Correspondence to W. Huang or A. S. Dzurak.

Extended data figures and tables

  1. Extended Data Fig. 1 Single-qubit coherence properties in the (1, 1) regime.

    Blue data corresponds to Q1 and red data corresponds to Q2. We have characterized the single-qubit coherence properties \({T}_{2}^{\ast }\) and \({T}_{2}^{{\rm{Hahn}}}\), and measured their control fidelities via single-qubit randomized benchmarking. All data are acquired with the frequency feedback protocol described in Extended Data Fig. 2. a, Spin-up probability as a function of wait time in the Ramsey sequence. \({T}_{2,{\rm{Q}}2}^{\ast }=10.5\pm 1\,{\rm{\mu }}{\rm{s}}\) is much shorter than \({T}_{2,{\rm{Q}}1}^{\ast }=24.3\pm 2\,{\rm{\mu }}{\rm{s}}\). b, Spin-down probability as a function of wait time in the Hahn echo sequence. \({T}_{2,{\rm{Q}}2}^{{\rm{H}}{\rm{a}}{\rm{h}}{\rm{n}}}=33\pm 5\,{\rm{\mu }}{\rm{s}}\) is much shorter than \({T}_{2,{\rm{Q}}1}^{{\rm{H}}{\rm{a}}{\rm{h}}{\rm{n}}}=290\pm 40\,{\rm{\mu }}{\rm{s}}\). c, Single-qubit randomized benchmarking with the other qubit initialized in the \(\left|\downarrow \right\rangle \) state. Only the frequencies f1↓ and f2↓ are used for gate operations on Q1 and Q2 (single tone randomized benchmarking), respectively. The plot shows the projected state probability with increasing number of Clifford gates. The curve is fitted with \({P}_{\uparrow }=A(1-2{r}_{{\rm{C}}})+B\), and the Clifford gate fidelity is given by \({F}_{{\rm{Clifford}}}=1-{r}_{{\rm{C}}}\). The single-qubit Clifford gates are on average composed of 1.875 primitive π/2-pulses, so the π/2-pulse fidelity is extracted as \({F}_{{\rm{\pi }}/2}=1-{r}_{{\rm{C}}}/1.875\). The fidelity for all ESR pulses is in excess of 99%. Source data

  2. Extended Data Fig. 2 Frequency tracking protocol.

    a, Frequency calibration of the ESR frequencies is implemented by interleaving calibration sequences with the randomized benchmarking experiment. After acquisition of three random sequences (one sequence is repeated 125 times), we check if the ESR frequency is still on-resonance by applying a low-power (26 dB lower than the typical operating power) π-rotation. If the spin-up probability is above the threshold of 50% of the readout visibility, the experiment will continue. If the spin-up probability is below the threshold, the resonance frequency will be recalibrated until all ESR frequencies pass the check, and the measurement will continue. More sophisticated frequency tracking schemes could also contribute to higher gate fidelities37,38,39. b, c, Resonance frequency fluctuations \({\rm{\Delta }}f={f}_{1\downarrow }-{f}_{{\rm{avg}}}\) of f1↓ (b) and \({\rm{\Delta }}f={f}_{2\downarrow }-{f}_{{\rm{avg}}}\) of f2↓ (c) during the measurement period. We subtracted the average values of the respective frequencies favg for better visibility. Over 13 h of data acquisition, Q1 experiences multiple jumps of about 600 kHz, while the fluctuations of Q2 remain within about 300 kHz. Since the resonance frequency fluctuations of Q1 and Q2 are uncorrelated, we exclude fluctuations of B0 or the microwave reference clock as the cause of the frequency changes. d, Variation of exchange coupling \({\rm{\Delta }}J=J-{J}_{{\rm{avg}}}\) during the measurement period. We subtracted the average value Javg for better visibility. The exchange coupling is relatively stable during the experiment. If the frequency fluctuations in b and c were to originate from charge noise, it is unlikely that J would remain unaffected. Furthermore, since the Stark shift of Q1 and Q2 is approximately 30 MHz V−1, a 600-kHz jump would require a change of the bias voltage applied to the D1 and D2 gates of about 20 mV. Such a change in the electrostatic environment would deteriorate qubit readout via the single-electron transistor charge sensor, but we noticed no substantial change of the readout level during the experiment. On this basis, we further exclude charge noise from being the cause of the frequency changes. We conclude that the frequency jumps are most probably caused by spin flips of residual 29Si nuclei that locally couple to the quantum dots. Source data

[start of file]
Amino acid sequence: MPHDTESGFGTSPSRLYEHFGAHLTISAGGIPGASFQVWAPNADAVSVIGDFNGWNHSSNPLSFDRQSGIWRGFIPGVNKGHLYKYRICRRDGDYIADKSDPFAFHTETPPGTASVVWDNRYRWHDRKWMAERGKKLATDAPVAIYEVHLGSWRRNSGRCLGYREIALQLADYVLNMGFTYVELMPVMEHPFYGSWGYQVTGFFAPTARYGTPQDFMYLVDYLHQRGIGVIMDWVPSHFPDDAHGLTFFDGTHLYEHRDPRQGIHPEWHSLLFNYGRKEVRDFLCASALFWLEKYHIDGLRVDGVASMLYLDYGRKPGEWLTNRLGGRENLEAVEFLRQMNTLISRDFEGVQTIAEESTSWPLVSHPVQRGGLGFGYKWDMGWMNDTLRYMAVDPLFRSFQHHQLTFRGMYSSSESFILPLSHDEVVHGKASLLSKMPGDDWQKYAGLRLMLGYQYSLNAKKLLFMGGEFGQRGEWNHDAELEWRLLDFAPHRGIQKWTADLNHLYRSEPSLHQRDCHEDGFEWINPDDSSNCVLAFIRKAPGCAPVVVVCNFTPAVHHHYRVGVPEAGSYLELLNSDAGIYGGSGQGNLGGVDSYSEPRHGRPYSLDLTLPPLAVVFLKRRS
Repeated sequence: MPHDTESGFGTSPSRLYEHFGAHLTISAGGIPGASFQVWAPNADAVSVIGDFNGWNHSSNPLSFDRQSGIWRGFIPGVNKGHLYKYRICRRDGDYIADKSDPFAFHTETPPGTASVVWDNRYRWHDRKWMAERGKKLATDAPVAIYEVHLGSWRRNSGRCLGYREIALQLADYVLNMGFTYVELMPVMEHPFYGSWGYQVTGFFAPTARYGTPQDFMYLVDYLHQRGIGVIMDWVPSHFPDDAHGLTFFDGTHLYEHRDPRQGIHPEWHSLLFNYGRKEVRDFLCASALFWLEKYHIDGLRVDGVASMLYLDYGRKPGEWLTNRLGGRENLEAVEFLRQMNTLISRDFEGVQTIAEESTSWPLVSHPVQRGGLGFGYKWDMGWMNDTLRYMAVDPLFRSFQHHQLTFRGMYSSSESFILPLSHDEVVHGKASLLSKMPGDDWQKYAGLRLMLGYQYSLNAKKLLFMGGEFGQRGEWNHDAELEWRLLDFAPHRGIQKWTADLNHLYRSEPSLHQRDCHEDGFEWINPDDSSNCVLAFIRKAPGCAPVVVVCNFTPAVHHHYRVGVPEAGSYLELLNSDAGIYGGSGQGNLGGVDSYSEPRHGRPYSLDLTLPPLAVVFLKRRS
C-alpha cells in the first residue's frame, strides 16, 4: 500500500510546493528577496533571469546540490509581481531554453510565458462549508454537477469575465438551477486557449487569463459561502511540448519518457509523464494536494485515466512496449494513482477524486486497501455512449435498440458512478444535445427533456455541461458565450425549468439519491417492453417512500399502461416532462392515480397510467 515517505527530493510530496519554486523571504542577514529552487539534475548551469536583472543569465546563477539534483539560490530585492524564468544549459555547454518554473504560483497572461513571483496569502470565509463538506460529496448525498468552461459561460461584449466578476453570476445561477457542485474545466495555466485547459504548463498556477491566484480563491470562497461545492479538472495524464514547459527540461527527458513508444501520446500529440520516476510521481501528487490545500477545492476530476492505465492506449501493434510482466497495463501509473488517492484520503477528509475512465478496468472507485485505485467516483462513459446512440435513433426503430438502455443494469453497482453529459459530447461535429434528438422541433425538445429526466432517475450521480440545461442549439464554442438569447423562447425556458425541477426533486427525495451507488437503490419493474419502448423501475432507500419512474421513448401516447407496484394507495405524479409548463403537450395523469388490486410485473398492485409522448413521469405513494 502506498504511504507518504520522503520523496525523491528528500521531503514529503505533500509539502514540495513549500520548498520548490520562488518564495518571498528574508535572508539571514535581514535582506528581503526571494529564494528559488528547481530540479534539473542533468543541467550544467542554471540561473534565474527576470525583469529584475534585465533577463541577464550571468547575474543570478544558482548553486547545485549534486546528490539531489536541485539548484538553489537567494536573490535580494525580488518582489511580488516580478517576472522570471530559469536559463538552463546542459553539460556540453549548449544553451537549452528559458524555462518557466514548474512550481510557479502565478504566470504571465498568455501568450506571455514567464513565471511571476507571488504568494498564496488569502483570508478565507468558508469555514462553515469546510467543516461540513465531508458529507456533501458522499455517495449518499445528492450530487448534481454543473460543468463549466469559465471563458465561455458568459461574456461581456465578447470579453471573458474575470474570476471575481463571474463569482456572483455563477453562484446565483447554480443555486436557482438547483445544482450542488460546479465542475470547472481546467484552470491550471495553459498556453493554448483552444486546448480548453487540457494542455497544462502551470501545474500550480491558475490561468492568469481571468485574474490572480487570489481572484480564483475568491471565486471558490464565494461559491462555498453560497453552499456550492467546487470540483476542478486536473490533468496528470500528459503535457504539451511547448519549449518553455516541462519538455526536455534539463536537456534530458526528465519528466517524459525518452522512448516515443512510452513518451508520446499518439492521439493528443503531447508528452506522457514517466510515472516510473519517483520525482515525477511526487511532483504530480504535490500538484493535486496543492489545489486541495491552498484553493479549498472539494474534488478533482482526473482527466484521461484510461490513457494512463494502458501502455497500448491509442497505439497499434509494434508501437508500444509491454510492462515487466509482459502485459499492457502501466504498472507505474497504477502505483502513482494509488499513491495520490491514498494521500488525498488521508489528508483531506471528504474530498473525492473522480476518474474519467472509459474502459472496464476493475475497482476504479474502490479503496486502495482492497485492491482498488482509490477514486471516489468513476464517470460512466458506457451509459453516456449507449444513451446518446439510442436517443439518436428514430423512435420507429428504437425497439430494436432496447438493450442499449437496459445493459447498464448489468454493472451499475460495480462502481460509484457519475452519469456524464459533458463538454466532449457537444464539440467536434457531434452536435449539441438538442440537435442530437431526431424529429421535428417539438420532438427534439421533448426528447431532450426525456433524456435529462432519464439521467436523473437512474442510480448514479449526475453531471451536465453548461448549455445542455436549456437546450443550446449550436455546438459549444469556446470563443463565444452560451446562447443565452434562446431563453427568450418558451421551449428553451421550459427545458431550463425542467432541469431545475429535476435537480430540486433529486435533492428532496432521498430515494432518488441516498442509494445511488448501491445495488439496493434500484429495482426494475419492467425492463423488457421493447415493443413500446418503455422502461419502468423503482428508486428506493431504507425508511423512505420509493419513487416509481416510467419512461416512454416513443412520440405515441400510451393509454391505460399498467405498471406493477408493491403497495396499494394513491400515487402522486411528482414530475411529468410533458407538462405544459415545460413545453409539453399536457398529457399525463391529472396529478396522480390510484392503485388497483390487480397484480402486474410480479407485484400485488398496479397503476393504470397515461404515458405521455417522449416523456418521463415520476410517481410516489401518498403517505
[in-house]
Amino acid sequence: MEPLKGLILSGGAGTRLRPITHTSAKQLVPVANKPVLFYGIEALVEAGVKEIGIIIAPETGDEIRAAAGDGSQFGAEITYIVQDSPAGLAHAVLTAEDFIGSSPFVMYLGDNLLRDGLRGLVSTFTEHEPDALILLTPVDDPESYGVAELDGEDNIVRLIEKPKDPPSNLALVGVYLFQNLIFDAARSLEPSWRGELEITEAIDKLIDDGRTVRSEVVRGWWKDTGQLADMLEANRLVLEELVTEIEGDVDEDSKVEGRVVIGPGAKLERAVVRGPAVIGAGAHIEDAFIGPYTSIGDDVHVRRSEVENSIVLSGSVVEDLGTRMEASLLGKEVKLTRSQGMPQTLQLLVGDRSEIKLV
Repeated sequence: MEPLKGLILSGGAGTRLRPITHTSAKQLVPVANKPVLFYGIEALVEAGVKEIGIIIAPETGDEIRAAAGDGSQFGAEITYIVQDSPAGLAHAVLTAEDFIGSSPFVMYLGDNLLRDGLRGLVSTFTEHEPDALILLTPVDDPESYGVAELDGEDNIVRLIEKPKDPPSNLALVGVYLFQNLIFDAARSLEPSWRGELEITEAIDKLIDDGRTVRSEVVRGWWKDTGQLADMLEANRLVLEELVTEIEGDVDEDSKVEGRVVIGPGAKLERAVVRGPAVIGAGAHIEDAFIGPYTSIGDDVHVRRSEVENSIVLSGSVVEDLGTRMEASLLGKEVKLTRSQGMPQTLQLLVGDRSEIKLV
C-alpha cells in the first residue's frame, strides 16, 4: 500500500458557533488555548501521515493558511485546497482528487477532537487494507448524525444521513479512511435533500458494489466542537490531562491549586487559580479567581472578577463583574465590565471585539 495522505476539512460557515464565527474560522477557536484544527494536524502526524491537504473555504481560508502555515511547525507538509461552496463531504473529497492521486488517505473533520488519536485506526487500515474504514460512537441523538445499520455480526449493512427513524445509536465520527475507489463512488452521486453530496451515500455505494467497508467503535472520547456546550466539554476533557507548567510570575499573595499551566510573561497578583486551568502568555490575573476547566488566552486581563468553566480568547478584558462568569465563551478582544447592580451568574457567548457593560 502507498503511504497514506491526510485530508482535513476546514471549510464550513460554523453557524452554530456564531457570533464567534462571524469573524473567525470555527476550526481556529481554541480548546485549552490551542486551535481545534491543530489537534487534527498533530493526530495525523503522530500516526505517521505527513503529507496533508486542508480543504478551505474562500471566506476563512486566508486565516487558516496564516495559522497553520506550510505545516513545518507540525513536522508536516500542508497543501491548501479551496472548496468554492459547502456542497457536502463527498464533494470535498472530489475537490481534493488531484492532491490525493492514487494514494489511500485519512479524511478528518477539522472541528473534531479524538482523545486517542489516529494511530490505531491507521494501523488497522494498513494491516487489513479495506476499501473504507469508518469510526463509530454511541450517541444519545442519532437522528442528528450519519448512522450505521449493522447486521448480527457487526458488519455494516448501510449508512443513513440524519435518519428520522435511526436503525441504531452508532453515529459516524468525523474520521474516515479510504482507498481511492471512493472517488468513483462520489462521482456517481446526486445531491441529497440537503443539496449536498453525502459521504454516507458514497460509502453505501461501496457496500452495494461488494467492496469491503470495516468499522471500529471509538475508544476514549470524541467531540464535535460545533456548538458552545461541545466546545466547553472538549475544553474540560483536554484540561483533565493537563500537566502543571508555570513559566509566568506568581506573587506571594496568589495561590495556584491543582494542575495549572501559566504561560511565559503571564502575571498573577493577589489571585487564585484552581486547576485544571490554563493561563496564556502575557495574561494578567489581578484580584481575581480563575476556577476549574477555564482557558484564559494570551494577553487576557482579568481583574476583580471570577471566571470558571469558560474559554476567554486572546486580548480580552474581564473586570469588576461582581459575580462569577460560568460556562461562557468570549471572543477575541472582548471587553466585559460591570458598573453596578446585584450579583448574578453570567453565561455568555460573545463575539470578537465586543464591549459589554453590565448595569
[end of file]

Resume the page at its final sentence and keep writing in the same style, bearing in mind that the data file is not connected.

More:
3. Extended Data Table 1 Number of Clifford gates built from each primitive gate length
  4. Extended Data Table 2 Single-qubit properties in different charge regimes

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  1. Supplementary Information

    This file contains Supplementary Text, Supplementary Figures 1-4 and additional references.